Re: Racial advantages? (from sci.bio.evolution)
14 Aug 1996 07:59:08 -0600
In article <firstname.lastname@example.org>,
James Howard <email@example.com> wrote:
>Bryant responded with:
>"Since you deleted the threading references here, I cannot quote your
>original msg. I recall your stating that phenotypic quality was
>related to lower transcriptional error rates due to androgens, at
>[James responded to that:]
>Just before I started this response, I checked that my original
>message is still available here. It is.
Mia culpa! I was able to thread back to the msg this time; some msgs
between your original and this were deleted, but not the original, as I'd
>Please read it again; I make
>no statements regarding "phenotypic quality" and "lower
>transcriptional error rates" in humans or any other animal in any
>manner or form.
Here is the part of your message I was talking about:
>>My principle hypothesis is that all genes rely on the
>>[testosterone-mediated] hormone, DHEA, for optimum transcription and
>asking this question, Bryant implies that I made a sweeping statement
>regarding transcriptional errors. (Bryant is trying to make me take a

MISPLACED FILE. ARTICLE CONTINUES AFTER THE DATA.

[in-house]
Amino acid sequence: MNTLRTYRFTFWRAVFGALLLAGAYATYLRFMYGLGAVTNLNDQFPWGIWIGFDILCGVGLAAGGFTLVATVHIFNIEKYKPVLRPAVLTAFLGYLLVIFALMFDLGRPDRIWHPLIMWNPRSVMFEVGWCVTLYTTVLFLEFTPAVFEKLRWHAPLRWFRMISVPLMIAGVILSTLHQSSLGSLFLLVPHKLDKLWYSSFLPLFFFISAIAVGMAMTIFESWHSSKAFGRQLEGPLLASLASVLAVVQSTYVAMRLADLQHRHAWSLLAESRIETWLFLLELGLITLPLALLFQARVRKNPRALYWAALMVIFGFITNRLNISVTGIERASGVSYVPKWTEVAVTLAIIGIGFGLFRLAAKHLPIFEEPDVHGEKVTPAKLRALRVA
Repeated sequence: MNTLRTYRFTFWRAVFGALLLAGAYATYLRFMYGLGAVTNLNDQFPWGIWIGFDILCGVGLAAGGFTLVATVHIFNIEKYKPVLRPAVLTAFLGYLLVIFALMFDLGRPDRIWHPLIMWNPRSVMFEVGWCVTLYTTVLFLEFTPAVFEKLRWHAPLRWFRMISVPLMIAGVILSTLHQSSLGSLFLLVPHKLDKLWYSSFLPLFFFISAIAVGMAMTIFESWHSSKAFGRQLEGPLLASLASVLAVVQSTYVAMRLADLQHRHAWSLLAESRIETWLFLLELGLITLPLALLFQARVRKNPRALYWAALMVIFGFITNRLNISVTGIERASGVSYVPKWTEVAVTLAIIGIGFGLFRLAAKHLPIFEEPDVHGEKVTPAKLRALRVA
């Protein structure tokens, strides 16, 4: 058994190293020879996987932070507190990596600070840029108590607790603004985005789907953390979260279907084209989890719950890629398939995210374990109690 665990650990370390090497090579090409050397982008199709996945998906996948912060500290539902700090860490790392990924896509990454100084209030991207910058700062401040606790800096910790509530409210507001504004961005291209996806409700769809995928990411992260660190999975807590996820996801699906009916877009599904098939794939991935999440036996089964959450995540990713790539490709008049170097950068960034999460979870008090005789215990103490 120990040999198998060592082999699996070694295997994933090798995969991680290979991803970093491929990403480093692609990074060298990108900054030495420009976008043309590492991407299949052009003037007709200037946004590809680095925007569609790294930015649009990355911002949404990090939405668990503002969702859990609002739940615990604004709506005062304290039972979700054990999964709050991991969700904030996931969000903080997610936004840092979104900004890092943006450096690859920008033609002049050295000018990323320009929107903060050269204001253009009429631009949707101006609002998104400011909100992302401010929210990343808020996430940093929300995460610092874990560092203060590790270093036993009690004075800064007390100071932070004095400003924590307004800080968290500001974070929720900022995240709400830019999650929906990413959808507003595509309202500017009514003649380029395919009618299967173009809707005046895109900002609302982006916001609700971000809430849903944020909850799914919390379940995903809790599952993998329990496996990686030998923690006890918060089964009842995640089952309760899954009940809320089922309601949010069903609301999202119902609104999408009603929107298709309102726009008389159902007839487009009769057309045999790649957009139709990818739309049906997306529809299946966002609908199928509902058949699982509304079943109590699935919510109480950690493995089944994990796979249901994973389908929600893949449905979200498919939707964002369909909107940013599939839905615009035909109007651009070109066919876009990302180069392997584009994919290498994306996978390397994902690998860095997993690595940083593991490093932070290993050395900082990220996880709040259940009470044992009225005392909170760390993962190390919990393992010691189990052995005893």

>stance on something I never said. His question is like asking someone
>to answer yes or no to "Did you spend the money you stole today?")
I certainly didn't mean to do such a thing. I *meant* to ask if the
above-quoted statement (and the parts about different testosterone levels
between human races and between higher primate species) indicated that
you thought that the "racial advantage" (and presumably, the human
"species" advantage) were due to "optimum transcription," which I took to
mean lower transcriptional error rates.
>The increases in testosterone, that have occurred in hominids,
>increase testosterone target tissues, such as muscle, bone, etc, that
>include brain activity in the lower brain. This gives an advantage in
>aggression and sexual access. This increased testosterone in the
>group. Lower testosterone types were driven away. This is the cause
Hence, intrasexual aggression and sexual access were the active selective
pressures, not testosterone per se.
>Since testosterone continues to increase, the vulnerability to viral
>and bacterial infections, caused by too much testosterone, comes into
>play. These groups become massive, but are more vulnerable to
>infections. They become extinct.
This is group selectionist. Natural selection acts on individuals, and
(indirectly) on genes, not populations. It is highly improbable that a
trait which would place individuals at such drastic disadvantage
reproductively would become fixed (that is, that the trait would become
universal in a population).